My mother didn't appreciate this treatment and the two got into a heated confrontation. This lead to my father--who some may say is a tad overprotective of his family--to chase Sister Carita back into the school building, where she escaped him by taking refuge in the convent that perched atop the school.

Now, my family was well-connected to the diocese and my uncles called the priests and the priests called the convent. My father wanted to see Sister Carita face to face and give him a piece of his mind. What followed was a phone negotiation not unlike a hostage situation.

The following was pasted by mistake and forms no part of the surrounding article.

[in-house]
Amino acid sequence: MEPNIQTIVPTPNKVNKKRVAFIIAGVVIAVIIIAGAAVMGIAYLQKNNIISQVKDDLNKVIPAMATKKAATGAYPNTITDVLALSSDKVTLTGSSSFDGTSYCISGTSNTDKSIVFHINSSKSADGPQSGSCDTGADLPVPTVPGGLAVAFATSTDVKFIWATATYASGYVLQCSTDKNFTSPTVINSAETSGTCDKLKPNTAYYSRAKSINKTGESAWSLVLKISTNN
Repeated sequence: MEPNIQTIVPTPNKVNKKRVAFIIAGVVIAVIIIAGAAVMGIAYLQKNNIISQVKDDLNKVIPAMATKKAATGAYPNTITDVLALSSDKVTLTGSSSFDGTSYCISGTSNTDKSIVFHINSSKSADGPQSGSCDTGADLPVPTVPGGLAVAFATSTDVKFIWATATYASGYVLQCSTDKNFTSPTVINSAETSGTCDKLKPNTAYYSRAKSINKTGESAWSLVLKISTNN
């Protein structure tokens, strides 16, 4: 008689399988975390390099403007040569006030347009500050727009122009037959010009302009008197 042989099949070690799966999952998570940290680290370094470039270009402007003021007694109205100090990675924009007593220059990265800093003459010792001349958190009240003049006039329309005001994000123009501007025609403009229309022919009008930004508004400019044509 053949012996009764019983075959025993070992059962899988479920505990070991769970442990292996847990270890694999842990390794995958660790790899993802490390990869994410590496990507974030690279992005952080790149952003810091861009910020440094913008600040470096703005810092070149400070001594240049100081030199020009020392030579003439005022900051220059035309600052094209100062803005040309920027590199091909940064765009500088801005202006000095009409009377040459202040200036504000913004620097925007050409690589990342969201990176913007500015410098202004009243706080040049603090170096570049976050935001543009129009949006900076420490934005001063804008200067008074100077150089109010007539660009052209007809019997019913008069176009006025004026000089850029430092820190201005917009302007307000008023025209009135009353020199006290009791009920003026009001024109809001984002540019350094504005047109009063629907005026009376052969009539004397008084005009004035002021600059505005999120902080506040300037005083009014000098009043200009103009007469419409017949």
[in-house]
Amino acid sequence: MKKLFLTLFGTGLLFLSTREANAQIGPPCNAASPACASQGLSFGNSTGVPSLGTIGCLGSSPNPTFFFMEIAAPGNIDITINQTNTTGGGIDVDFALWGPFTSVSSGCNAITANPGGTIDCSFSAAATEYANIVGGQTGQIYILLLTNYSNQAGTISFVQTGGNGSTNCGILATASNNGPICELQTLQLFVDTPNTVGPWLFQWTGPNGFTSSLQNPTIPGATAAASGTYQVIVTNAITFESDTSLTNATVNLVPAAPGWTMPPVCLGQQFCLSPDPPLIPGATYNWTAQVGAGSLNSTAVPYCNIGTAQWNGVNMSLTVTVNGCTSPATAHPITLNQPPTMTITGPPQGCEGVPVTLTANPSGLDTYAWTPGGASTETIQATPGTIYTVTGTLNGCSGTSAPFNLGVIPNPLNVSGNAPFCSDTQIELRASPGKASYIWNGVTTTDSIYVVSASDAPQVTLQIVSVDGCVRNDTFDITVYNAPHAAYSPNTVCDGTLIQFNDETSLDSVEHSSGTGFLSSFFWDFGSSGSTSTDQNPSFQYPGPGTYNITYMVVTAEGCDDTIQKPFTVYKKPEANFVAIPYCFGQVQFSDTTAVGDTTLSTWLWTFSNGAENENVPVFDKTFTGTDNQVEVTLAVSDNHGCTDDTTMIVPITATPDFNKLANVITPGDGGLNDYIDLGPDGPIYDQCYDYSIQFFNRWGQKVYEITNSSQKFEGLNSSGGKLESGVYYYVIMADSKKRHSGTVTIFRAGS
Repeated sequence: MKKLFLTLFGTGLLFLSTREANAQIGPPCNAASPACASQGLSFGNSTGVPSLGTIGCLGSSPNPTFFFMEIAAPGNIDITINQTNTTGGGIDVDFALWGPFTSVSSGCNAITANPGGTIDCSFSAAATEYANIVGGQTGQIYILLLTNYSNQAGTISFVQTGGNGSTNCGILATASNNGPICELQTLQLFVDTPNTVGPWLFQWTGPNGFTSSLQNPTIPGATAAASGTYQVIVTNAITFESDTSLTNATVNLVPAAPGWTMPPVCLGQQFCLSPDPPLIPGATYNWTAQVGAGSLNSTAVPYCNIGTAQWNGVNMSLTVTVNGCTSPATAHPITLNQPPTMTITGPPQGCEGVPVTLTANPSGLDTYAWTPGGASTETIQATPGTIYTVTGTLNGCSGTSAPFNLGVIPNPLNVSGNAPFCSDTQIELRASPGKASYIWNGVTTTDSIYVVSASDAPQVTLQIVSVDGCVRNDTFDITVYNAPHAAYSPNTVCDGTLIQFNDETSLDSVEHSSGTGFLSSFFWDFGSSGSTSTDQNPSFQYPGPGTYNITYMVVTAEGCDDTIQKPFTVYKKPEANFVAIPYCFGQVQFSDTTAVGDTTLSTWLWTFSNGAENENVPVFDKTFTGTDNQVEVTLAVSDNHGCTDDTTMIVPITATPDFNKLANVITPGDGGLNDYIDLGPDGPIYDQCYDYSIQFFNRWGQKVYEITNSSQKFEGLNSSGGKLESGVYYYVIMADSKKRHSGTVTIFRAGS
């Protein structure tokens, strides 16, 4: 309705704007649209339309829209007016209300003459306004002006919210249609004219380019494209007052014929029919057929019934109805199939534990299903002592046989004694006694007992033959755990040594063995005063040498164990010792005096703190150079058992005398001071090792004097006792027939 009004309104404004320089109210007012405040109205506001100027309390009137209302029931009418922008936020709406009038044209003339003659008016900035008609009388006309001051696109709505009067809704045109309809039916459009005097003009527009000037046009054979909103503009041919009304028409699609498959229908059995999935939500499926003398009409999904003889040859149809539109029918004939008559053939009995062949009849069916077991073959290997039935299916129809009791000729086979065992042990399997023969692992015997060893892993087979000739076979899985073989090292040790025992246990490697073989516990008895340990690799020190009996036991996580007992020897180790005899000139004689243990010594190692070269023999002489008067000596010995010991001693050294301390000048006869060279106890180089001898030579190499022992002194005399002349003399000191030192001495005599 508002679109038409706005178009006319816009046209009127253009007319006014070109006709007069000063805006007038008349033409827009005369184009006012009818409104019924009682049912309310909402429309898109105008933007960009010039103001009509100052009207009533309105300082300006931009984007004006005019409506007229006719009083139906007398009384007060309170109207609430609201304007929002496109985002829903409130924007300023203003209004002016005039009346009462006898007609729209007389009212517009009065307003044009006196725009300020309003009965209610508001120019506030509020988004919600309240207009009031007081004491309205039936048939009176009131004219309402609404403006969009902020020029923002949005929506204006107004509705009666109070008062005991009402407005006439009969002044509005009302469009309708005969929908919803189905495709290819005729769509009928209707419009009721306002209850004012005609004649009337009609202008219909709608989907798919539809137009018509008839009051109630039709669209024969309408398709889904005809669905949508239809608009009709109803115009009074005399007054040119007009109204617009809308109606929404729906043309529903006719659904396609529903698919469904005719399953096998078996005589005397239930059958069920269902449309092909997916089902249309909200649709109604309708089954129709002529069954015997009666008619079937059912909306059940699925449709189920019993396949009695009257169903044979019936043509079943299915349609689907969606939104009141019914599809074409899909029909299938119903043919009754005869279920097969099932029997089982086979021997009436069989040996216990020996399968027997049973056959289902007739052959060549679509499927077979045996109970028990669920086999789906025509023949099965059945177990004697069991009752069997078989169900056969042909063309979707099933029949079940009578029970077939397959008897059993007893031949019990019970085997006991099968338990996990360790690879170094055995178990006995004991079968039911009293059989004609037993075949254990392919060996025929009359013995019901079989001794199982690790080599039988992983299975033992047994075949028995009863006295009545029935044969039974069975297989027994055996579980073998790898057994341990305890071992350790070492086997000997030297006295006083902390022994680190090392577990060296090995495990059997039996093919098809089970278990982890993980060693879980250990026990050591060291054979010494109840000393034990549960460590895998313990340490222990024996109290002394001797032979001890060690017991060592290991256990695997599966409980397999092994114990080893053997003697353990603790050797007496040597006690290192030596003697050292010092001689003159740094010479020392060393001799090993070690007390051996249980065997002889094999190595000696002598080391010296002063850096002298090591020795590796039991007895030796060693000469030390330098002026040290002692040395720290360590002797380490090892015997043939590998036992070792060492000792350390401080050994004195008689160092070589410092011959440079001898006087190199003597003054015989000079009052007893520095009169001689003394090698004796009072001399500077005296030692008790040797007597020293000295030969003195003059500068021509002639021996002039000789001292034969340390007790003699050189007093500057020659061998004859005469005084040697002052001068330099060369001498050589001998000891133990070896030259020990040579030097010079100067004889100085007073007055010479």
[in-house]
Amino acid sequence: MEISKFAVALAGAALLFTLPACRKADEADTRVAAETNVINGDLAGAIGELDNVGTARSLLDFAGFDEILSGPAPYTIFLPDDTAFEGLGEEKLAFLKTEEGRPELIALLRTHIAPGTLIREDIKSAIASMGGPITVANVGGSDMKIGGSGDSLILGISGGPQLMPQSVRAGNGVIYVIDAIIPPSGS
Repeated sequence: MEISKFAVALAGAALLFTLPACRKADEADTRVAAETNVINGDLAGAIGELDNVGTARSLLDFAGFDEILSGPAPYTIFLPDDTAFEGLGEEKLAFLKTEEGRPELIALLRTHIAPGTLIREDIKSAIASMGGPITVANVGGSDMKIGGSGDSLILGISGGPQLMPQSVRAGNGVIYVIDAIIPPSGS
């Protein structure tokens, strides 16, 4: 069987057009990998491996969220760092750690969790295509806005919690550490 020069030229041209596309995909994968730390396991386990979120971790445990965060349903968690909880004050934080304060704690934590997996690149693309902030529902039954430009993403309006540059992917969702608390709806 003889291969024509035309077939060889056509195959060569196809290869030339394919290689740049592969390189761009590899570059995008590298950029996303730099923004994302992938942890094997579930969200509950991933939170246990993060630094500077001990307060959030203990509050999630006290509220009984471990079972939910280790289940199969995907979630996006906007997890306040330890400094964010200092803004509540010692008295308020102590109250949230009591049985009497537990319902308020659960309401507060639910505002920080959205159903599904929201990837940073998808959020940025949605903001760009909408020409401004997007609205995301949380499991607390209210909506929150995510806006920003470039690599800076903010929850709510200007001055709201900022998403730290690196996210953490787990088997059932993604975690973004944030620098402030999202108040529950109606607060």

In 5th grade, I had Sister Patrick (yeah, my namesake...go figure). Very strict. Very insane. But then, I think a lifetime of no sex would probably drive me crazy and make me mean as well...especially since they taught that even masturbation was a sin. Thus, having no outlet for the build up of natural impulses, us unfortunate kids had to suffer for the nuns and priests not gettin' any.

We were taking some exam and it was flu season. I had a terrible cough and I hacked all through half the test. At one point, Sister Patrick slammed the freckled ham of her fist down upon her desk and said, "Master Patrick, if you cough one more time you'll get detention." So I spent the rest of the exam trying to choke back my coughs.